What are the emerging features of the Industry 4.0 phenomenon in theory and practice?
How do the technological, economic, environmental, social, and organisational perspectives interrelate with each other?
To answer these questions, a systematic literature review has been performed and, based on it, a novel interpretative framework has been developed for understanding how Industry 4.0 can help to address the three dimensions of sustainability (i.e., economic, environmental, and social), collecting both the critical traits of the phenomenon and its multidisciplinary application areas.
The remainder of the study is structured as follows. In the next section, the methodological approach is described. Then, data analysis and descriptive results are presented. After, the main themes arising from our review are discussed. Last, final remarks and further research developments are presented.

2. Methodology

Literature reviews should offer fresh insights into a well-defined research topic, based on a rigorous and transparent methodology [25]. They can be adopted for different reasons, for example, because the existing literature on a concept is fragmented or because an emerging research area requires further expansion [26], to complement an existing body of literature [27], or to conceptually rather than empirically consolidate a specific research field [28]. Accordingly, different approaches can be adopted, depending on the aim of the review and the topic under study. Denyer and Tranfield [29] describe a five-step model in producing a systematic review: question formulation, locating studies, studies selection/evaluation, analysis/synthesis, and reporting/using results. This approach has been explicitly adopted by many authors in management and innovation studies [28,30,31]. Further approaches can be adopted to structure the collected knowledge; for example, [26] employed an inductive approach, designed to organize the core subject matter of articles. Accordingly, the five steps model elaborated by [29], which is synthesised in Figure 2, has been adopted and then applied to an inductive approach to data analysis.
(1) Research Question formulation. Due to the current chaos around the topic, an intentionally broad objective is set: assess the range of definitional, conceptual, operational, and theoretical similarities and differences found in the Industry 4.0 research domain.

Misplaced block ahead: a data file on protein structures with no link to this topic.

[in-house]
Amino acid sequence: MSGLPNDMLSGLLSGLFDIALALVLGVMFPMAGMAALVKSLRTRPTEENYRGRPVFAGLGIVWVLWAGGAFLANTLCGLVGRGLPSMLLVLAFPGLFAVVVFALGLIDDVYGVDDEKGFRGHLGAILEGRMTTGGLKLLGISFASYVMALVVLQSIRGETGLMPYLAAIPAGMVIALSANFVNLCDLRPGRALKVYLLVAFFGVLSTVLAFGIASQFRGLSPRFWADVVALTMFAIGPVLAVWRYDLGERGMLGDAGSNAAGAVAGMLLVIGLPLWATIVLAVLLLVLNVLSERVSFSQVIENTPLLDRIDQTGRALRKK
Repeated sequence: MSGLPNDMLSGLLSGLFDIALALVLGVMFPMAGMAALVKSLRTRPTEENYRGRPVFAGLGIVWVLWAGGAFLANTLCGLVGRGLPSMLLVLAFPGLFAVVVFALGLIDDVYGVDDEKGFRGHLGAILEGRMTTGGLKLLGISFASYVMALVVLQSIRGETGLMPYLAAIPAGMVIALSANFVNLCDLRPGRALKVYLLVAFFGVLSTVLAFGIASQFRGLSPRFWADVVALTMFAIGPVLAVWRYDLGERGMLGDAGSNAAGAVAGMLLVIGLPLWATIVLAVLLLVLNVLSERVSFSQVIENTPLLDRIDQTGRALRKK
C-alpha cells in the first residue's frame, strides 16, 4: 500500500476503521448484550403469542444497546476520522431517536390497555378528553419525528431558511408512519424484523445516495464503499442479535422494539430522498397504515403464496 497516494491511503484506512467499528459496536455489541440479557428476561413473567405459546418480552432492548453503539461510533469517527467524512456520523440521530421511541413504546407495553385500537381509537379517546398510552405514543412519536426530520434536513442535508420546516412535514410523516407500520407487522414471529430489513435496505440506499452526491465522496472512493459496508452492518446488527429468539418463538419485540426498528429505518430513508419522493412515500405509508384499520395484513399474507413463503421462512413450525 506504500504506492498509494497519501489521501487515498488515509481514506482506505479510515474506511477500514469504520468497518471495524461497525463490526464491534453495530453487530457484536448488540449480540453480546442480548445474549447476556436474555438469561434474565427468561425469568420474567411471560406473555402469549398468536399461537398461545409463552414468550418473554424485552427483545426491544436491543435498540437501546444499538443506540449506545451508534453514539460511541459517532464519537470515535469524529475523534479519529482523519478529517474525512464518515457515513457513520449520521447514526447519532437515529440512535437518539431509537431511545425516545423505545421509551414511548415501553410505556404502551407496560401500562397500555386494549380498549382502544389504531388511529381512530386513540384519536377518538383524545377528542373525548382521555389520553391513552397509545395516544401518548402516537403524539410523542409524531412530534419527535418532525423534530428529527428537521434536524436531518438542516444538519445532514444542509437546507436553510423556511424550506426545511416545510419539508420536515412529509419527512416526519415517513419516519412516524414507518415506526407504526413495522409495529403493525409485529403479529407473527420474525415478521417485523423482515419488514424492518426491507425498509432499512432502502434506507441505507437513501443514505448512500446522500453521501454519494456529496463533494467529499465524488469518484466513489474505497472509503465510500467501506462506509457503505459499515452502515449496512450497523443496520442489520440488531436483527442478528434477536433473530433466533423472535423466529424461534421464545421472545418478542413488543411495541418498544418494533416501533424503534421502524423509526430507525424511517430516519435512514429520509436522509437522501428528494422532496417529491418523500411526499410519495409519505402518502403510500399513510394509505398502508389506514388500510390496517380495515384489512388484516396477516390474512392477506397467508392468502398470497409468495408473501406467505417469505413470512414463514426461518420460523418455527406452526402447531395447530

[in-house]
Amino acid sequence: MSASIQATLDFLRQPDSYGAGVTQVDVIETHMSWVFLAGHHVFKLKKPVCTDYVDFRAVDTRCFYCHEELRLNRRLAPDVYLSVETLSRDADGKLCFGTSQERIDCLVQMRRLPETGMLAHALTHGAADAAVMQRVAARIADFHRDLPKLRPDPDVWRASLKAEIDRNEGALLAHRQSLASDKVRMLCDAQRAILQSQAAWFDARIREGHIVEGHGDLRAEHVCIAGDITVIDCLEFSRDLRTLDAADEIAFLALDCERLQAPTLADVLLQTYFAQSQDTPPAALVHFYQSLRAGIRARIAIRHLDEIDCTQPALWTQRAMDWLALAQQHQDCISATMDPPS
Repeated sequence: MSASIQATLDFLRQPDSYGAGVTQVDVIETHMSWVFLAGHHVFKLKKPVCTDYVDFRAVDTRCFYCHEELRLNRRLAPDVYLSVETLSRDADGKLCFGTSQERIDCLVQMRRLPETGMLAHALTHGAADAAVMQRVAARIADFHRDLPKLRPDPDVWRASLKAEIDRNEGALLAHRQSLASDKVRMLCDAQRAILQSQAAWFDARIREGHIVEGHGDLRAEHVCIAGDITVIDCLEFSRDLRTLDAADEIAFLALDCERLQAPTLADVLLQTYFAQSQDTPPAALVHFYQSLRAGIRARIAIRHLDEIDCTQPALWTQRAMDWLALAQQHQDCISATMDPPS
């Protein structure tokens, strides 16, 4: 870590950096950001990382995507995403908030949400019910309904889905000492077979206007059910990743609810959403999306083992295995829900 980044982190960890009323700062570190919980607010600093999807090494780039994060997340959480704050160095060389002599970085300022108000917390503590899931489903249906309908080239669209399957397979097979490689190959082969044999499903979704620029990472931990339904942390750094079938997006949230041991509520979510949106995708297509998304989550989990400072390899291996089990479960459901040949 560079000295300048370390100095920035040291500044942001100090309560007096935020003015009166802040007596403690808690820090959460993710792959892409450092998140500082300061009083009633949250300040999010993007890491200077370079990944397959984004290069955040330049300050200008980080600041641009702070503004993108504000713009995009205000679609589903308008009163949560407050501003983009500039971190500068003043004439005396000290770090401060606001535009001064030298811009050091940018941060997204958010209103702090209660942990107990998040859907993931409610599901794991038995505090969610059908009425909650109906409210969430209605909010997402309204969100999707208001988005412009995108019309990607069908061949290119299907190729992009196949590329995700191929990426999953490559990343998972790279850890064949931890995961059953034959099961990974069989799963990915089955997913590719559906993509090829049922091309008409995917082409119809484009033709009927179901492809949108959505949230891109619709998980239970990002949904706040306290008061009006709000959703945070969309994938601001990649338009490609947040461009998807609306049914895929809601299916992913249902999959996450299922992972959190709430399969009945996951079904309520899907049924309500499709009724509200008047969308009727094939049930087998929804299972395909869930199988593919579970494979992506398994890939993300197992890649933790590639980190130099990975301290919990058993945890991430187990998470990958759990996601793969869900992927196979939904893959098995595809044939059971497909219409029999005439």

(2) Locating studies. The keyword ‘Industry 4.0’ is mainly used in Europe, while in the Americas and Asia this paradigm is mostly called ‘Smart Factory’ or ‘Smart Manufacturing’. Therefore, the keywords ‘industr* 4.0’, ‘smart manufactur*’, ‘smart factor*’, ‘enterpris* 4.0’, ‘smart enterpris*’ have been chosen to be searched throughout the whole manuscript. Wildcards are enabled to avoid issues concerning, for example, plural forms. The search area has been restricted to engineering, computer science, automation and control systems, business, economics, management and accounting, operations research, decision sciences, social sciences and sociology, mathematical methods in social sciences, and psychology. The type of searched articles has been limited to issued or in-press articles with an English version available. Conference papers were not included in the search, as tight length constraints limiting authors’ contributions are usually set, although conference papers later published in journals have been considered. Lastly, the search has been limited to papers issued after 2011, i.e., when Industry 4.0 was defined. To include as many results as possible, the article search has been performed on different databases, including Scopus, Web of Science, Proquest, and Jstor.
(3) Selection/Evaluation. A list of contributions fitting the criteria were downloaded from each source on September 30th, 2019. In a preliminary data cleaning, papers found in multiple sources were merged into a single entry. The final sample consisted of 805 articles. Then, the selection/refinement step were split into two sub-steps. First, to refine the sample, a set of definitions were established as reference points. The definitions (i.e., technology, organisation, social impact, economic impact) are presented next, and were explored at the macro and individual scompany levels. Technology: methods, systems, and devices which are the result of scientific knowledge being used for practical purposes. Organisation: a social unit of people that is structured and managed to meet a need or to pursue collective goals. All organizations have a management structure that determines relationships between the different activities and the members, and subdivides and assigns roles, responsibilities, and the authority to carry out different tasks. Organizations are open systems—they affect and are affected by their environment. Social impact: the effect of an activity on the social fabric—i.e., the composite demographics of a defined area, which consists of its ethnic composition, wealth, education level, employment rate and regional values—and the community and well-being of its individuals and families. Economic impact: a macro or micro economic effect on commerce, employment, or incomes produced by a decision, event, or policy. At a macro system level: a set of direct and indirect implications on regional richness, labour, wealth system. At a company level: the cost–revenue effects on the input–output company business model. (Sources: Collins Dictionary, Business Dictionary). An initial, abstract-based analysis was conducted to filter those papers considering Industry 4.0 in a multi-faceted way, i.e., dealing with at least three out of the four perspectives at stake. This selection enabled the identification of 53 papers to be further investigated: their full texts were carefully read and, in some cases, the number of discussed areas was smaller than the abstract-based expectation. Therefore, this second refinement reduced the sample to 42 articles.